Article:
Football News

Explained: John Stones’ role and what it could mean for the future of centre-backs

By Harry Edwards

Published: 14:33, 13 March 2024

Could Pep Guardiola be moulding the future centre-back role in John Stones?

Over the years, we’ve seen different styles of centre-backs. The two main ones have been the no-nonsense centre-backs that many still remember fondly, with no bells and whistles; and then you’ve got the ball-playing centre-back. We see the ball-playing centre-back more often than not now as teams look to build the back from defence, particularly under pressure.

And then there’s John Stones. The Englishman’s role isn’t something new to the season, we saw him feature as Man City won the Champions League. But what exactly is it?

Depending on how you take starting line-ups, Stones either begins as a centre-back or a midfielder for Man City. In reality, it’s a hybrid role for the Englishman, who provides a transition between the defence and midfield.

With Stones alongside Rodri, the back three consists of one right-back, one centre-back and another centre-back capable of playing as a left-back. So it’s a functional back three, but also has the capability of reverting to a back four seamlessly, if required.

Just over 500 of Stones’ minutes as  starter in the Premier League this season have come in midfield positions. Defensive minutes still just about edge it, but it’s now so close.

It allows Man City to overload when on the ball further up the pitch, having often started their moves with Stones alongside the back line. When they don’t have the ball, it’s more of a standard back four. Moving a defender into midfield is something Guardiola and other managers have experimented with in the past, but it’s usually a full-back doing it. We’ve seen Joao Cancelo, Oleksandr Zinchenko and others utilised in that role. But a centre-back? That was new for Guardiola.

And it’s clear to see the differences in Stones’ game. This season, his interceptions per 90 minutes in the Premier League have almost doubled (from 0.44 to 0.85) now that he’s in a position to cut out passes higher up the pitch. Although he is making fewer passes in general (73.59 to 65.26 per 90), Stones is attempting more final third passes with a jump from 12.52 per 90 to 16.72.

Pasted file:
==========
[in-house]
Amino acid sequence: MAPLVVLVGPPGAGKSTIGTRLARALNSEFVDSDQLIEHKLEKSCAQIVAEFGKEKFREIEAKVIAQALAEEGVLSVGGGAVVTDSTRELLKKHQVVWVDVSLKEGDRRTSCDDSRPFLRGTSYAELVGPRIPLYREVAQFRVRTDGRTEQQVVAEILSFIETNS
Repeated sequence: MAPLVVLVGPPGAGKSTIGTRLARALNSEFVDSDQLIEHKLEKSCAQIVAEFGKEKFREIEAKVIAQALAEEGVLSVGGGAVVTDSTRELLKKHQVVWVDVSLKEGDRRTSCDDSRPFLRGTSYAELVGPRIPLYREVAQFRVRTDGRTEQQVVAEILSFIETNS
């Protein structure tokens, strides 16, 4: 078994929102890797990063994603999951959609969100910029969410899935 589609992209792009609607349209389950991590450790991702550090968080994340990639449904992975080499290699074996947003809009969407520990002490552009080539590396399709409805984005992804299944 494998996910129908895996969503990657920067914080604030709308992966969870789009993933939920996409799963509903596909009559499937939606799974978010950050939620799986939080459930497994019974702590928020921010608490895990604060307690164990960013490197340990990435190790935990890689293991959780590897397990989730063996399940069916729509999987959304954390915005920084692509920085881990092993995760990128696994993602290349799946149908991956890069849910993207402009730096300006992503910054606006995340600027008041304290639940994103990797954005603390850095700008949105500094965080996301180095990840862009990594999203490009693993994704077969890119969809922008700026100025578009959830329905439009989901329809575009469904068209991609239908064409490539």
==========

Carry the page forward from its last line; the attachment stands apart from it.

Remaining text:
Stones is also able to use his knowledge of the hybrid role to enhance his game, as he recently explained.

“Playing in there you appreciate other people’s roles and see their positions from a different perspective,” Stones told Man City’s podcast last month.

“You realise when sometimes I might give a pass into a midfielder but being on the receiving end of that, you know that that’s the wrong pass or the wrong position to give it. You appreciate someone else’s role in the team.”

Stones has always been a fine ball-playing defender, which is what made him so perfect for this new role. But he’s even pushing himself further up the pitch, which can only be a worry for opponents and it allows Man City’s brighter attackers to advance without the ball.

Former Manchester United defender Wes Brown was high in praise of Stones, and even tipped his role as becoming the future of defending.

“I mean, I wouldn’t say Stones was underrated but I really like the way he can change position,” he told Squawka when asked about underrated centre-backs.

“If anything, it’s the future of centre back in a way, the way you can adapt to moving up very – not bravely – but very cleverly, and just getting in into midfield and striking positions at times where, you know, teams actually don’t know what to do with him because he’s in like an extra player in there.

“So I say Stones.”

Wes Brown was speaking to Squawka on behalf of